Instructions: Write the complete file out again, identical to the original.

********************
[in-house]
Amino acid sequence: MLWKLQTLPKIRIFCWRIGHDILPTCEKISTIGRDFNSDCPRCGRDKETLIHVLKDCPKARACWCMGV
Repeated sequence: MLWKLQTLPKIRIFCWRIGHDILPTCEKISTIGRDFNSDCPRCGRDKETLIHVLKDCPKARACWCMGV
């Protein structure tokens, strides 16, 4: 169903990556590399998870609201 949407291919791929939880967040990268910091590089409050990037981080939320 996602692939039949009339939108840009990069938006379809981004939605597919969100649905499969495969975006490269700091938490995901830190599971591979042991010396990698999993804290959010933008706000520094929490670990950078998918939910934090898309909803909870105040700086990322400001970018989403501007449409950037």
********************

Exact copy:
[in-house]
Amino acid sequence: MLWKLQTLPKIRIFCWRIGHDILPTCEKISTIGRDFNSDCPRCGRDKETLIHVLKDCPKARACWCMGV
Repeated sequence: MLWKLQTLPKIRIFCWRIGHDILPTCEKISTIGRDFNSDCPRCGRDKETLIHVLKDCPKARACWCMGV
């Protein structure tokens, strides 16, 4: 169903990556590399998870609201 949407291919791929939880967040990268910091590089409050990037981080939320 996602692939039949009339939108840009990069938006379809981004939605597919969100649905499969495969975006490269700091938490995901830190599971591979042991010396990698999993804290959010933008706000520094929490670990950078998918939910934090898309909803909870105040700086990322400001970018989403501007449409950037």